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Saturday, 7 March 2015

Massive Exoplanet Evolved in Extreme 4-Star System

According to a team of astronomers headed by Dr Lewis Roberts from NASA’s Jet Propulsion Laboratory in Pasadena, an extrasolar gas giant called 30 Arietis Bb (30 Ari Bb) is the second known example of a planet residing in a system with four stars.

30-Ari-System-Four-Stars-and-a-Planet

Artists conception of the 30 Ari star system. In the foreground is the primary star about which the massive exoplanet orbits. The primary's newly-found binary partner, a red dwarf, can be seen in the upper left and the secondary binary system can be seen to the upper right.

While 30 Ari Bb was known before, it was thought to reside in a system of three stars, not four.

The system, called 30 Ari, is located in the constellation Aries, approximately 136 light-years away.

“Star systems come in myriad forms. There can be single stars, binary stars, triple stars, even quintuple star systems. It’s amazing the way nature puts these things together,” Dr Roberts said.

The planet itself is enormous, with 9.88 times the mass of Jupiter. It orbits its primary star, 30 Ari B, every 335 days. This star has a relatively close partner star, which the planet does not orbit.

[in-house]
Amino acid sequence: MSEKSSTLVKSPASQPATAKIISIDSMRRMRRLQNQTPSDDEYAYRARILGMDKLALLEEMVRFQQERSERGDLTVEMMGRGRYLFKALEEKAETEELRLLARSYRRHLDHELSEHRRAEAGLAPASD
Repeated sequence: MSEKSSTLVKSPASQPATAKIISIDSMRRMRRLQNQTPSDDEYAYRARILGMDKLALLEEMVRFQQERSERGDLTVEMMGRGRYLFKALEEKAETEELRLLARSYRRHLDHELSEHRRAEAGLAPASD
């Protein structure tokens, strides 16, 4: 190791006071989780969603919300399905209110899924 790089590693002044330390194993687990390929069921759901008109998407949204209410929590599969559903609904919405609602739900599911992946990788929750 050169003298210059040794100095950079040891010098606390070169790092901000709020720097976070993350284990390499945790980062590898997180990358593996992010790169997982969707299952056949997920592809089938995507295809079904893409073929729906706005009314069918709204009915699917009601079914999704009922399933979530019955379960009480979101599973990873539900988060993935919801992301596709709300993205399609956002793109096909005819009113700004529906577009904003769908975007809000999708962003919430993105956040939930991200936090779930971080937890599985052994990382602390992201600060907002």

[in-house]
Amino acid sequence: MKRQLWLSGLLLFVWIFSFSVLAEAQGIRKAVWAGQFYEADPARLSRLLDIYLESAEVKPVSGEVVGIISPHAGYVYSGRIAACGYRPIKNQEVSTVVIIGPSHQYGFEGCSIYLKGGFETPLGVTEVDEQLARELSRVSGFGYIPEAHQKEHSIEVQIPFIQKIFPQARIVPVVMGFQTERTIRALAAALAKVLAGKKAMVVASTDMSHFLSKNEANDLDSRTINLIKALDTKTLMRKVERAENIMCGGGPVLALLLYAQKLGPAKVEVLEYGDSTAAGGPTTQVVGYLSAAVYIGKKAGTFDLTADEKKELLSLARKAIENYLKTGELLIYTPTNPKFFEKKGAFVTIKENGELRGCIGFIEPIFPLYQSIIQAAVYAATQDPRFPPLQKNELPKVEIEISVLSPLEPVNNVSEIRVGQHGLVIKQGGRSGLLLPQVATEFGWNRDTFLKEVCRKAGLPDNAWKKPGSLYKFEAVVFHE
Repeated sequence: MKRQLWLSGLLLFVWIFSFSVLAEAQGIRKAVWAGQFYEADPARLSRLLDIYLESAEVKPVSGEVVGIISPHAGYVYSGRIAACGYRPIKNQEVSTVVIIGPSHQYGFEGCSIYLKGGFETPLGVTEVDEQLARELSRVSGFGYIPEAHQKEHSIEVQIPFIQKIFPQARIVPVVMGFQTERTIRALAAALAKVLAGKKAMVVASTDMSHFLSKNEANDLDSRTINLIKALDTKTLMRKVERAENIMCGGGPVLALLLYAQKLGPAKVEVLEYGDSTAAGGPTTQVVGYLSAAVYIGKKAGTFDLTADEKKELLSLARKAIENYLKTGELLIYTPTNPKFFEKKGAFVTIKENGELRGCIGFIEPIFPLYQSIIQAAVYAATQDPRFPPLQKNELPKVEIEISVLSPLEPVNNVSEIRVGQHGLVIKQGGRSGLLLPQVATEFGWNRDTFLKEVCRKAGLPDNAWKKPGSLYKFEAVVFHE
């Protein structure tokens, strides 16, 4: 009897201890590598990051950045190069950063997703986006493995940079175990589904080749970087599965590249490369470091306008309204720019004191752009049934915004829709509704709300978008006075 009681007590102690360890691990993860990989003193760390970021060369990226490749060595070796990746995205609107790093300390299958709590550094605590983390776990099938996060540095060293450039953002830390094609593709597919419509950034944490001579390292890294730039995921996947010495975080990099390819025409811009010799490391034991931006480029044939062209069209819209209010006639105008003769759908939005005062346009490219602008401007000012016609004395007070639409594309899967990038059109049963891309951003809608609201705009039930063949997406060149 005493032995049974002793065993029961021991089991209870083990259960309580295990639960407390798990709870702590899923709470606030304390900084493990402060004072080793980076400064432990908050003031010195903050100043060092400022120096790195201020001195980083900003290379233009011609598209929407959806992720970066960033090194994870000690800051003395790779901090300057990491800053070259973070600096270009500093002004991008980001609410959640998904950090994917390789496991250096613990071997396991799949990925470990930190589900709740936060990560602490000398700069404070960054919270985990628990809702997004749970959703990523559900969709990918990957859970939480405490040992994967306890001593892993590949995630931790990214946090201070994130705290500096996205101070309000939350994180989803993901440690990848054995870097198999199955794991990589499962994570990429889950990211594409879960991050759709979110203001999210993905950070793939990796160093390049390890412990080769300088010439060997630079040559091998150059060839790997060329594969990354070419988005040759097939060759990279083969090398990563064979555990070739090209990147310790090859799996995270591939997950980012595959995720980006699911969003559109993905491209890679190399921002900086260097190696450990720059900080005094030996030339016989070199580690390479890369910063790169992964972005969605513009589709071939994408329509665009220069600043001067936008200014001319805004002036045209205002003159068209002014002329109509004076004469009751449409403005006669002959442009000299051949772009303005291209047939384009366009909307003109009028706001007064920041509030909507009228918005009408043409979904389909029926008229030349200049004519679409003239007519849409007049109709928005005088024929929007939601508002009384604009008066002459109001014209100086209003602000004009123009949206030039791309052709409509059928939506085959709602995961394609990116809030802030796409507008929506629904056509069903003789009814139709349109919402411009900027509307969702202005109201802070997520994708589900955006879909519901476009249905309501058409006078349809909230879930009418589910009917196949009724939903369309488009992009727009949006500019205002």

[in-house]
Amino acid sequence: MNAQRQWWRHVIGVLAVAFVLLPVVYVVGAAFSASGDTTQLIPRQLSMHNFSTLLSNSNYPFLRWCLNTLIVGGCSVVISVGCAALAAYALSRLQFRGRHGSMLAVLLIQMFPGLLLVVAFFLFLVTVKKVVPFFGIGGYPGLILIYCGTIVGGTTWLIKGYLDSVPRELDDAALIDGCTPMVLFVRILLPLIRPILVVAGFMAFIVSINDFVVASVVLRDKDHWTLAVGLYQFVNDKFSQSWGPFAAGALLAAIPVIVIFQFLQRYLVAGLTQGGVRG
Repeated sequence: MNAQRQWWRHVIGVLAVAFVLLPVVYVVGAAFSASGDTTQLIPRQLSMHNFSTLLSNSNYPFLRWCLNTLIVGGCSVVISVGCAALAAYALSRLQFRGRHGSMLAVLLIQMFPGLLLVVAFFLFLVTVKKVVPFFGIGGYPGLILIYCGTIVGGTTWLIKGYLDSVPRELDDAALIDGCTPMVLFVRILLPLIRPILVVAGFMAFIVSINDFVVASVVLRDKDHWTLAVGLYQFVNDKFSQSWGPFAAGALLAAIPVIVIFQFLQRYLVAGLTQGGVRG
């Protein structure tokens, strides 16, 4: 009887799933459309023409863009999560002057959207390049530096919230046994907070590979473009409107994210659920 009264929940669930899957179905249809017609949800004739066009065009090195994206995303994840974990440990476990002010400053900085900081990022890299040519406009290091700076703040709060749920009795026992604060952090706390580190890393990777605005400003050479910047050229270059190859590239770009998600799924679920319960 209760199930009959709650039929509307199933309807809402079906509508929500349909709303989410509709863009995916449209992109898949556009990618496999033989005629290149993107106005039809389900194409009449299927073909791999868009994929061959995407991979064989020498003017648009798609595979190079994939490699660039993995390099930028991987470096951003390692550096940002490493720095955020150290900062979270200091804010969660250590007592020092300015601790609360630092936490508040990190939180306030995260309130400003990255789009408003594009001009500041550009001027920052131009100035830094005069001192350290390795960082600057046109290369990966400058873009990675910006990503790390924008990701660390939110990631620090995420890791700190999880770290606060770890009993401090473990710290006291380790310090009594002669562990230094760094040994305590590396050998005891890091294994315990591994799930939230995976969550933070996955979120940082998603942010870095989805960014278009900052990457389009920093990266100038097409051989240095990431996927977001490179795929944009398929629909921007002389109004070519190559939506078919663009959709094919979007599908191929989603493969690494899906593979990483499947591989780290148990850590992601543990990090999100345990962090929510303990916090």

The pair, in turn, is locked in a long-distance orbit with another pair of stars about 1,670 AU away.

“It’s highly unlikely that this planet, or any moons that might circle it, could sustain life,” Dr Roberts and his colleagues said.

The first four-star planet, Ph1b, was discovered in the star system Kepler-64 (KIC 4862625) in 2013 by astronomers using data from NASA’s Kepler mission.

The latest discovery, reported in the Astronomical Journal (arXiv.org preprint), suggests that exoplanets in quadruple star systems might be less rare than once thought.

The similarity between Kepler-64 and 30 Ari is that both systems are quadruples consisting of two relatively close pairs that are widely separated.

In fact, recent studies have shown that this type of star systems is itself more common than previously believed.

“About 4% of Sun-like stars are in quadruple systems, which is up from previous estimates because observational techniques are steadily improving,” said team member Dr Andrei Tokovinin of the Cerro Tololo Inter-American Observatory in Chile.

The scientists also reported on a triple-star planetary system, HD 2638, which hosts a so-called hot-Jupiter.

This giant planet, named HD 2638b, orbits its primary star tightly, completing one lap every 3 days.

Source : sci-news.com